President Barack Obama, center, with daughters Sasha, second from right, and Malia, right, carries on the Thanksgiving tradition of saving a turkey from the dinner table with a "presidential pardon" of 'Cheese' in the Grand Foyer of the White House in Washington, Wednesday, Nov. 26, 2014. Also with Cheese are Gary Cooper chairman of the National Turkey Federation and owner of Cooper Farms and his son Cole Cooper, far left. (AP Photo/Pablo Martinez Monsivais)
President Barack Obama, right, with daughter Sasha, carries on the Thanksgiving tradition of saving a turkey from the dinner table with a "presidential pardon" of 'Cheese' in the Grand Foyer of the White House in Washington, Wednesday, Nov. 26, 2014. Also with Cheese are Gary Cooper, center, chairman of the National Turkey Federation and owner of Cooper Farms and his son Cole Cooper, far left. (AP Photo/Pablo Martinez Monsivais)
President Barack Obama addresses the crowd on issues surrounding the protests in Ferguson, Mo., after meeting with community leaders about the executive actions he is taking to fix the immigration system Tuesday, Nov. 25, 2014, in Chicago. (AP Photo/Charles Rex Arbogast)
National Edition News cover for November 26, 2014 - Fundraiser charged with child sex abuse met Obama often: Terrence Patrick Bean, 66, a prominent gay-rights activist and Democratic donor, was arrested Wednesday, Nov. 19, 2014, and charged with two counts of third-degree sodomy and with third-degree sex abuse. (Photo: Multnomah County Sheriff's Office)
For President Obama, the new smog rules — dubbed "the most expensive regulation" in American history by manufacturing leaders — allow him to once again bask in the praise of the environmental community, which views this White House as perhaps the most consequential in U.S. history when it comes to its issues. (Associated Press)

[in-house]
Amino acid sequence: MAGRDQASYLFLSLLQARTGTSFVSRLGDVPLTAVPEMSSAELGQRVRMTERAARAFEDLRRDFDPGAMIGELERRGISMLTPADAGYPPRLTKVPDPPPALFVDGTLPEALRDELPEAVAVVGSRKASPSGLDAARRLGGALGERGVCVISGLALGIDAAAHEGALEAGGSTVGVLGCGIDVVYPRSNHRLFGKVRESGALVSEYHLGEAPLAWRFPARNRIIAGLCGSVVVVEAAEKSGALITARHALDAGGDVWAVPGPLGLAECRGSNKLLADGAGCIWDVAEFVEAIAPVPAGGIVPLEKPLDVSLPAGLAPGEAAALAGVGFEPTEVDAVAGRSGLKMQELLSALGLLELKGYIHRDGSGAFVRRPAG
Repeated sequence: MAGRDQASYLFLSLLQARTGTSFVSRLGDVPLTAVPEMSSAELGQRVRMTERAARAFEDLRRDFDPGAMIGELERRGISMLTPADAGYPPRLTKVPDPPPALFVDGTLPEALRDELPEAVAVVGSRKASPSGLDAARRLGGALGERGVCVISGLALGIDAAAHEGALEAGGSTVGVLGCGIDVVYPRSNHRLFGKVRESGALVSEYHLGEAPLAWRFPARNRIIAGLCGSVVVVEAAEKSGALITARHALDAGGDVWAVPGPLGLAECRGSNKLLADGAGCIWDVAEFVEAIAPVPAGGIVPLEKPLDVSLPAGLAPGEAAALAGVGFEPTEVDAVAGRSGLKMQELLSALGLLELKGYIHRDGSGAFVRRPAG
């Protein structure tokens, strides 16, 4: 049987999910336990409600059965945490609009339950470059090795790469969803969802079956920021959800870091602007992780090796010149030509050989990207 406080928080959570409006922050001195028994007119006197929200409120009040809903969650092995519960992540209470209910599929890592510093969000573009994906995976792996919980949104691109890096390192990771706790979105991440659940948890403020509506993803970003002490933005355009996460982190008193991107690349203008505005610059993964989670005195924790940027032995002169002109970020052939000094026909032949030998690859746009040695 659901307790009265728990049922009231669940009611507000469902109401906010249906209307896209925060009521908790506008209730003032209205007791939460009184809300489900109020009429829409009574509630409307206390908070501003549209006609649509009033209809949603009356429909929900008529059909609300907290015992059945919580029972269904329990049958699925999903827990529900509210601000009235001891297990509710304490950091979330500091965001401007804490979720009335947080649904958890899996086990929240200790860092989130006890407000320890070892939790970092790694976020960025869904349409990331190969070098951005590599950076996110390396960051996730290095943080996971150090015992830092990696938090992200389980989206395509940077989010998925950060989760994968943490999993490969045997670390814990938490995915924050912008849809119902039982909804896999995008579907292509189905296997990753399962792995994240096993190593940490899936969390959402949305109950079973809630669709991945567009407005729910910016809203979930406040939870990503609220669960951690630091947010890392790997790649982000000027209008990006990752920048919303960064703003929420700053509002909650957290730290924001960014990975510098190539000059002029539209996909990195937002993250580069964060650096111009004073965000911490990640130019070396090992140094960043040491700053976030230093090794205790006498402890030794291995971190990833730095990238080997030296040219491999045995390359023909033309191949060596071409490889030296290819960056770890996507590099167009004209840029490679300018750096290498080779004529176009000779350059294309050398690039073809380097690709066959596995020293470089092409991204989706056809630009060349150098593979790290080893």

Princeton University Professor Cornel West mocked fellow civil rights activist Al Sharpton on Monday, accusing him of always wanting to be the center of attention on issues that affect the black community. (C-SPAN2 via National Review)
Terrence Patrick Bean, 66, a prominent gay-rights activist and Democratic donor, was arrested Wednesday, Nov. 19, 2014, and charged with two counts of third-degree sodomy and with third-degree sex abuse. (Photo: Multnomah County Sheriff's Office)
Terrence Patrick Bean, 66, a prominent gay rights activist and Democratic donor, was arrested Wednesday, Nov. 19, 2014, and charged with two counts of third-degree sodomy and with third-degree sex abuse. (Photo: Multnomah County Sheriff's Office)
MAUSER K98 - Karabiner 98 Kurz (Kar98k, K98, K98k) is a bolt action rifle chambered for the 7.92Ã—57mm Mauser cartridge that was adopted in 1935 as the standard service rifle by the German Wehrmacht. It was one of the final developments in the long line of Mauser military rifles. Although supplemented by semi- and fully automatic rifles during World War II, it remained the primary German service rifle until the end of World War II in 1945. Millions were captured by the Soviets at the conclusion of World War II and were widely distributed as military aid. The Karabiner 98k therefore continues to appear in conflicts across the world as they are taken out of storage during times of strife.
FN FAL - Fusil Automatic Leger (Light Automatic Rifle) or FAL is a semi-automatic, selective fire battle rifle produced by the Belgian armaments manufacturer Fabrique Nationale de Herstal (FN). During the Cold War it was adopted by many North Atlantic Treaty Organization (NATO) countries, with the notable exception of the United States. It is one of the most widely used rifles in history, having been used by more than 90 countries. The FAL was predominantly chambered for the 7.62Ã—51mm NATO round, and because of its prevalence and widespread use among the armed forces of many NATO countries during the Cold War it was nicknamed 'The right arm of the Free World.'